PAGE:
Leptospirosis is a zoonotic bacterial disease with a worldwide importance, mostly frequent in tropical and subtropical countries. In Côte d'Ivoire, little is known about leptospirosis and human data are sparse. This disease is usually misdiagnosed with other febrile illnesses, and determining high-risk areas could allow better management of this disease, leading to policies. This study aims to map leptospirosis exposure areas by determining geographic distribution of anti-Leptospira antibodies in humans in Côte d'Ivoire. A total of 384 serum samples were randomly selected in the national surveillance system for communicable diseases in 2014. All the 82 health districts were include in the study. Serums were screened by ELISA at Institut Pasteur de Côte d'Ivoire and confirmed by MAT in the National Reference Centre for leptospirosis in Institut Pasteur in Paris. In these samples, ELISA screened 90 specimens showing anti-Leptospira antibodies and 36 specimens were confirmed by MAT (9.4%). Observed cases were mostly located in health districts of the western and the southern parts of the country. People with anti-Leptospira antibodies had a mean age of 34.5 years old and a sex ratio of 2. This pattern corresponds to active low-income farmers working into agricultural fields. This study reveals circulation of leptospirosis in human population in Côte d'Ivoire. The disease seems to be more frequent in the western and the southern parts of the country. Active low-income farmers working into agricultural fields without personal protective gear could be one of the most at-risk populations.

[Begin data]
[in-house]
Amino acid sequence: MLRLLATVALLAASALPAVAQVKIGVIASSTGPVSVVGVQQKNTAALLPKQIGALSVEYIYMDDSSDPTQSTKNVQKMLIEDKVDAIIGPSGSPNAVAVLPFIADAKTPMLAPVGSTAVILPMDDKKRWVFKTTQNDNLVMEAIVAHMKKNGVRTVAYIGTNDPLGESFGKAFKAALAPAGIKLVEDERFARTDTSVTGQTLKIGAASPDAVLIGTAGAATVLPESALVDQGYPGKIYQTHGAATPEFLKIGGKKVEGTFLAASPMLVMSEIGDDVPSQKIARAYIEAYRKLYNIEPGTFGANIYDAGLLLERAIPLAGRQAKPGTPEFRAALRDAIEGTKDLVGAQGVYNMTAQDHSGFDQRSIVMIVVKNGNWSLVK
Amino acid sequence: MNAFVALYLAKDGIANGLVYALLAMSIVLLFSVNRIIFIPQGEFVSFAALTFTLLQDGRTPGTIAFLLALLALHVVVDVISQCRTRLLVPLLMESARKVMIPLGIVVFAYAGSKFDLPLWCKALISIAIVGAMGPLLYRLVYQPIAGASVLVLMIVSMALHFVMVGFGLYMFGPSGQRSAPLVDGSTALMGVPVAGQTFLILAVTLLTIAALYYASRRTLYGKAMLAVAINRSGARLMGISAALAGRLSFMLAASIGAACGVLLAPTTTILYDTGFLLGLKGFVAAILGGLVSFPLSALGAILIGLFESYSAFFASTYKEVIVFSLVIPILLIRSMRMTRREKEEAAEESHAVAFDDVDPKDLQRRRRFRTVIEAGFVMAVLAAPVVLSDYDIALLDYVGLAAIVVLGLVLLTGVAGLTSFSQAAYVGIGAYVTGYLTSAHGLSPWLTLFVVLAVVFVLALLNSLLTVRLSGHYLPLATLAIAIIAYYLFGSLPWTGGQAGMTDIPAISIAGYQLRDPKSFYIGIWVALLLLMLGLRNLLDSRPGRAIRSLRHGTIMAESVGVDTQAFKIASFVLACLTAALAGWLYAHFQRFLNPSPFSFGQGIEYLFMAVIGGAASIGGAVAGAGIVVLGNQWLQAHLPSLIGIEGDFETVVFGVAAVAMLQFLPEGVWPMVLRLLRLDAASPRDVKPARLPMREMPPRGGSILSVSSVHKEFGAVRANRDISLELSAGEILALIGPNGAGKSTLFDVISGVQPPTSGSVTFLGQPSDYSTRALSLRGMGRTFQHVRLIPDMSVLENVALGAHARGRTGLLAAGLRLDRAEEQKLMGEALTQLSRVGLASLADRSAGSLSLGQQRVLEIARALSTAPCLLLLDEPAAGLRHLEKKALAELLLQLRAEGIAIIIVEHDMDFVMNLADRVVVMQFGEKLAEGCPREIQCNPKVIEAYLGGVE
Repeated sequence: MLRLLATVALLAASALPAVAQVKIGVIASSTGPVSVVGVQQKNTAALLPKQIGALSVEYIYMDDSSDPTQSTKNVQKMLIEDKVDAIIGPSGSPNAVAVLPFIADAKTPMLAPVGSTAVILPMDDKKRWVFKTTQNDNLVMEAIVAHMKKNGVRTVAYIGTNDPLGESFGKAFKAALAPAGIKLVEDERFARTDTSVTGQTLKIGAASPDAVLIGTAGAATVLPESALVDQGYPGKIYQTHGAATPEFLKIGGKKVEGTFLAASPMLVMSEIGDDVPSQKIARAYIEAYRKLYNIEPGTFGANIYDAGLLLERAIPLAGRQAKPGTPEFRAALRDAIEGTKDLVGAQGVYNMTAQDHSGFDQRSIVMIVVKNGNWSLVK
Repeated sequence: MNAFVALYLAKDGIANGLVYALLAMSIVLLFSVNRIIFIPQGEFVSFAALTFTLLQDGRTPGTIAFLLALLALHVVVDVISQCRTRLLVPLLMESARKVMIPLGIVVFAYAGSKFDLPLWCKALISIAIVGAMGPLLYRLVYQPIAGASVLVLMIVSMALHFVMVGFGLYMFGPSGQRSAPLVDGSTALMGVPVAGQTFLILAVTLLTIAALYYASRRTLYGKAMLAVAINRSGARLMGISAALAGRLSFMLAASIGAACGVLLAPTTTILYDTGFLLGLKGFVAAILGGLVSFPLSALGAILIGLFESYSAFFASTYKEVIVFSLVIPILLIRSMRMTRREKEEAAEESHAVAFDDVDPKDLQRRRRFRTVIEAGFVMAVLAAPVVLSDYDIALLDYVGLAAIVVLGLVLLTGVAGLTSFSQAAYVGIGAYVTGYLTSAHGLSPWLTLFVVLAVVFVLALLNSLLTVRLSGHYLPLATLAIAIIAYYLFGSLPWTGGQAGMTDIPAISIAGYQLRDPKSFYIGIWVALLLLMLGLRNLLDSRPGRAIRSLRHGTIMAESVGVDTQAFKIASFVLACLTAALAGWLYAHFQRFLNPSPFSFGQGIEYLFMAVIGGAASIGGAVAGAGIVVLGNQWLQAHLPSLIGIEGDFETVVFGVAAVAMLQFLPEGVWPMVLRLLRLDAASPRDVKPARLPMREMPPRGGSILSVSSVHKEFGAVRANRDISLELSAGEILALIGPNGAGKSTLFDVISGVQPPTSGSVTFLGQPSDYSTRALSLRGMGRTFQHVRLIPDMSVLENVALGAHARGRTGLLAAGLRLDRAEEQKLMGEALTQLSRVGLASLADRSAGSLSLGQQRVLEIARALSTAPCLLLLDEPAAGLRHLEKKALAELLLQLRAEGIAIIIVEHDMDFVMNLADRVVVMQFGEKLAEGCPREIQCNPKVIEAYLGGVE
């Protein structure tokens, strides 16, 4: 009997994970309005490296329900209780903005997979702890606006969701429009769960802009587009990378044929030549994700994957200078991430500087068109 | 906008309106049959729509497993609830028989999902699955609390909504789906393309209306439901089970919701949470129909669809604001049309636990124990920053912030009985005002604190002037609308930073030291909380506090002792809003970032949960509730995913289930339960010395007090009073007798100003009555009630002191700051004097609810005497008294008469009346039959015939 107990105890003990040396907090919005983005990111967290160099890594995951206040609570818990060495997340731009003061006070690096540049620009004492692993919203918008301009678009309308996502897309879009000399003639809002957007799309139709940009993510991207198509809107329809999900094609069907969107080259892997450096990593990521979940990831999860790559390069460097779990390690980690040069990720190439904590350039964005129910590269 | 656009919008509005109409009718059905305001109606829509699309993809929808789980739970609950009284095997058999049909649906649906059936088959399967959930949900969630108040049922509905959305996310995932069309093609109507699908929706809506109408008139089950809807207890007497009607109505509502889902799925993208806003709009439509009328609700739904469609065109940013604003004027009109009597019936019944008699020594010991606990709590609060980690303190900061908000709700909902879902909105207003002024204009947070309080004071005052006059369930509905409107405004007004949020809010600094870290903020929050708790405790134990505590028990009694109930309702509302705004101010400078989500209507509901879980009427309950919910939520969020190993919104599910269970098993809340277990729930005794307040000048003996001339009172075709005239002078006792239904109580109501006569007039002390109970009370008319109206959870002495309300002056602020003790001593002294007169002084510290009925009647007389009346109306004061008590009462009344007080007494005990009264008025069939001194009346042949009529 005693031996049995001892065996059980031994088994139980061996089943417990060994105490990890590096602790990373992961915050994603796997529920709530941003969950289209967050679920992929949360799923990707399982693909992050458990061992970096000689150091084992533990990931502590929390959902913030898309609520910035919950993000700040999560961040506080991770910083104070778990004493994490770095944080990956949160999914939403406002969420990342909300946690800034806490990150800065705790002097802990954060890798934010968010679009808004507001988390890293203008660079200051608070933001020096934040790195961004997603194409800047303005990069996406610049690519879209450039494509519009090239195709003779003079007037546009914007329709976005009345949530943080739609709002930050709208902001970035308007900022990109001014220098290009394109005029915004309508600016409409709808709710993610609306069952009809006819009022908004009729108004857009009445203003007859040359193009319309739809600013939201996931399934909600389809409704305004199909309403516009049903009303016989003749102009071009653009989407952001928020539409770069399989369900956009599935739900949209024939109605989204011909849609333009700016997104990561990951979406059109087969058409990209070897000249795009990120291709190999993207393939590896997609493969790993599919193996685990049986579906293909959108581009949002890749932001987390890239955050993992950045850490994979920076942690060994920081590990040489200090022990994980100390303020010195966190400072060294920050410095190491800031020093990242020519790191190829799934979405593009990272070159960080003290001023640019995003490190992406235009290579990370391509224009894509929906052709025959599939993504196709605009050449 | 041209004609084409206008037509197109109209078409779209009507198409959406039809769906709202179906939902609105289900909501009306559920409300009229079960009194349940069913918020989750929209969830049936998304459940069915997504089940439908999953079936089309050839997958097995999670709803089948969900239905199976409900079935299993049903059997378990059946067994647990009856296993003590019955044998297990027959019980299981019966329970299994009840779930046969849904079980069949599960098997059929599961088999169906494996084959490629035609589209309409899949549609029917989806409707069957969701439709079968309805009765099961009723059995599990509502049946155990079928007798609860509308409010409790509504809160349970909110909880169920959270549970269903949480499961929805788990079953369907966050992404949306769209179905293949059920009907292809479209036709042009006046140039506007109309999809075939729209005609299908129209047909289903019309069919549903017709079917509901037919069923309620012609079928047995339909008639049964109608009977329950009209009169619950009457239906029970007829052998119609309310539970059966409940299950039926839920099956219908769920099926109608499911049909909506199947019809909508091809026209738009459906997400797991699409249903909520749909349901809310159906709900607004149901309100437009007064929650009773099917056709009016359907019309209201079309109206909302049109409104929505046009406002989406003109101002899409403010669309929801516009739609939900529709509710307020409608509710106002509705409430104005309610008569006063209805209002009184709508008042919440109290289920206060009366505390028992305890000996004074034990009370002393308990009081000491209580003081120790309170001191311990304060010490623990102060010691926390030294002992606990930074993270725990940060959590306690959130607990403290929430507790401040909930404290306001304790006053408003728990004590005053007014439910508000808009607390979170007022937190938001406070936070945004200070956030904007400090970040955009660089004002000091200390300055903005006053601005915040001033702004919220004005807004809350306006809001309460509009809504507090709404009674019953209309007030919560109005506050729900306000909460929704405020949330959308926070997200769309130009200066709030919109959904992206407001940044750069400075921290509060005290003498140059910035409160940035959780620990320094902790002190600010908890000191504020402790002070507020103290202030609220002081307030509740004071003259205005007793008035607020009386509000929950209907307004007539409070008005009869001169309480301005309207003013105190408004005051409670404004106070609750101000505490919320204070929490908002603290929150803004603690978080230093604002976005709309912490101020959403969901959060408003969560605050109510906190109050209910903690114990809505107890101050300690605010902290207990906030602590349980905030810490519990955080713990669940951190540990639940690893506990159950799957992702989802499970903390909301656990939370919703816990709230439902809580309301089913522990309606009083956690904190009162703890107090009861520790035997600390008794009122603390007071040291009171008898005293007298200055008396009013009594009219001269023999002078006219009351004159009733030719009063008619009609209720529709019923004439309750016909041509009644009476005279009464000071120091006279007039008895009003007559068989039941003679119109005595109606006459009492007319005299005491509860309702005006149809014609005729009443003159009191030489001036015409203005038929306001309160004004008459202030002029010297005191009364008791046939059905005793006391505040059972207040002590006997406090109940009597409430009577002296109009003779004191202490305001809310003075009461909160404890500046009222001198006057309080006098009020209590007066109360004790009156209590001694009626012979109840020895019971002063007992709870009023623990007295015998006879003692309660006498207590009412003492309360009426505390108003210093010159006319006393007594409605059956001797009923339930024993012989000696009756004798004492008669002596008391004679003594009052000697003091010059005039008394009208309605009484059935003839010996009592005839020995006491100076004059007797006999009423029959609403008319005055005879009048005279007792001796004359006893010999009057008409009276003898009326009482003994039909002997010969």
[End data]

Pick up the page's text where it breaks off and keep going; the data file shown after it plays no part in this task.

Keywords: Antibodies; Côte d’Ivoire; Epidemiology; Leptospirosis.